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An Introduction to Tissue-Biomaterial Interactions

  • ID: 2181051
  • Book
  • 248 Pages
  • John Wiley and Sons Ltd
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The interaction of tissue and synthetic material can be the pivotal element in the artificial replacement of a body part damaged by disease or trauma. Hip replacements, dental implants, pacemaker leads, vascular grafts, heart valves, and dialysis machines all involve microscopic, tissue–level events that determine the success or failure of such devices. An Introduction to Tissue–Biomaterial Interactions acquaints an undergraduate audience with the fundamental biological processes that influence these sophisticated, cutting–edge procedures.

Chapters one through three provide more detail about the molecular–level events that happen at the tissue–implant interface, while chapters four through ten explore selected material, biological, and physiological consequences of these events. The importance of the body′s wound–healing response is emphasized throughout. Specific topics covered include:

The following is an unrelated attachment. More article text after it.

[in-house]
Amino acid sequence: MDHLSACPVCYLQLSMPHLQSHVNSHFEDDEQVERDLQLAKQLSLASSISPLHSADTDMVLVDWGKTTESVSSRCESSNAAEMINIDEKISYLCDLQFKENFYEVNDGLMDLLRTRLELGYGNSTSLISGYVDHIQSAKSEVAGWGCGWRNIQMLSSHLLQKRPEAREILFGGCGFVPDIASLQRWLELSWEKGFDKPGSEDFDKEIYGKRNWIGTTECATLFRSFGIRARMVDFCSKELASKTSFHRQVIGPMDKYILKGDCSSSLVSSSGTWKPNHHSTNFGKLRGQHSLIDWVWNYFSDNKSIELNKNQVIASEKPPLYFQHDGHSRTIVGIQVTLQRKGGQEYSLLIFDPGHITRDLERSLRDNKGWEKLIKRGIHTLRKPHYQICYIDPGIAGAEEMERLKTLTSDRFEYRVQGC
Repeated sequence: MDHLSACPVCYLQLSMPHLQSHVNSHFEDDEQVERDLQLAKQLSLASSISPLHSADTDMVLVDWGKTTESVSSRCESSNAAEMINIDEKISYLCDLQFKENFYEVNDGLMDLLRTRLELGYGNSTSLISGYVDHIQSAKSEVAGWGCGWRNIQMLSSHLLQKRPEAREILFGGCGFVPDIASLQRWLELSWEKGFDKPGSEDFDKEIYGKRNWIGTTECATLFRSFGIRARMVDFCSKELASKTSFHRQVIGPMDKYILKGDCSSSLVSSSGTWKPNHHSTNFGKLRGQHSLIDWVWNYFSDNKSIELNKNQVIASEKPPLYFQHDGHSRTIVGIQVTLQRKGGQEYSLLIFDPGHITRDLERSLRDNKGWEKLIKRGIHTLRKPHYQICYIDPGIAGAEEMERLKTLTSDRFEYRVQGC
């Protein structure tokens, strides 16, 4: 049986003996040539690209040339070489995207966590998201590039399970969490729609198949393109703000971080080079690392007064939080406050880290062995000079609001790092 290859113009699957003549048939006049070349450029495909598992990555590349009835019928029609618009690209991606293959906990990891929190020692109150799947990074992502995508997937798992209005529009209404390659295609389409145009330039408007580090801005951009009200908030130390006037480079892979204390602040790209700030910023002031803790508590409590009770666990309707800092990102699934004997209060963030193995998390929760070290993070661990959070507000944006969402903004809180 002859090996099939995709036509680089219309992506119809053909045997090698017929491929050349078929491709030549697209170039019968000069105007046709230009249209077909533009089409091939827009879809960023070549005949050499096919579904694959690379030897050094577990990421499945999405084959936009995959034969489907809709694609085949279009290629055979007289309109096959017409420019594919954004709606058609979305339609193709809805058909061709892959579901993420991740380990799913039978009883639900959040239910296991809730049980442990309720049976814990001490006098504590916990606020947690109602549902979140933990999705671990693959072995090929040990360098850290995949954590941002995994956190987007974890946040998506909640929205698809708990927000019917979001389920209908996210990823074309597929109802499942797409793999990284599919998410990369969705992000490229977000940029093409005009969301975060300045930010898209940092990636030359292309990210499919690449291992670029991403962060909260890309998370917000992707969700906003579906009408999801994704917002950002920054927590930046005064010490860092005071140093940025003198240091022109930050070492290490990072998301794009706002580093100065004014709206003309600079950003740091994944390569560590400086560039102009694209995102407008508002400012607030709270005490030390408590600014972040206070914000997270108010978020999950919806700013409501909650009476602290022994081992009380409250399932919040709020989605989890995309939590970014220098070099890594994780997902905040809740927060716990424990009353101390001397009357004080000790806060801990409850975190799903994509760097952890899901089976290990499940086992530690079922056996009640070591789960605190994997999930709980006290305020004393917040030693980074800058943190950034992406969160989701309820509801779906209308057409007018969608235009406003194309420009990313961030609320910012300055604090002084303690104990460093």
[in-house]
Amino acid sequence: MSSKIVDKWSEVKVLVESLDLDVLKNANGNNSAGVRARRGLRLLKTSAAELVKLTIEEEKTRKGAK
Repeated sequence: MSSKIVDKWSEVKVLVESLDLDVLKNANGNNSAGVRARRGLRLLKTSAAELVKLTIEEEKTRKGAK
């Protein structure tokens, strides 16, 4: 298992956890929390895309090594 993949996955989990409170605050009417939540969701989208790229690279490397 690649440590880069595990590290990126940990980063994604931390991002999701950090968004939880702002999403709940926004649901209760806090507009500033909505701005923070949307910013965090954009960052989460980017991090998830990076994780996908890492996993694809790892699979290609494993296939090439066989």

∗ Structure and properties of biomaterials

∗ Proteins

∗ Protein–surface interactions

∗ Blood–biomaterial interactions

∗ Inflammation and infection

∗ The immune system

∗ Biomaterial responses to implantation

∗ Biomaterial surface engineering

∗ Intimal hyperplasia and osseointegration as examples of tissue–biomaterial interactions

The text also provides extensive coverage of the three pertinent interfaces between the body and the biomaterial, between the body and the living cells, and between the cells and the biomaterial that are critical in the development of tissue–engineered products that incorporate living cells within a biomaterial matrix.

Ideal for a one–semester, biomedical engineering course, An Introduction to Tissue–Biomaterial Interactions provides a solid framework for understanding today′s and tomorrow′s implantable biomedical devices.
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Protein–Surface Interactions.

Blood–Biomaterial Interactions and Coagulation.

Inflammation and Infection.

The Immune System and Inflammation.

Wound Healing.

Biomaterial Surface and the Physiological Environment.


Example 1: Opening Occluded Vessels: Vascular Grafts, Intimal Hyperplasia.

Example 2: Replacing Joints and Teeth.

Answers to Quiz Questions.


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Kay C. Dee
David A. Puleo
Rena Bizios
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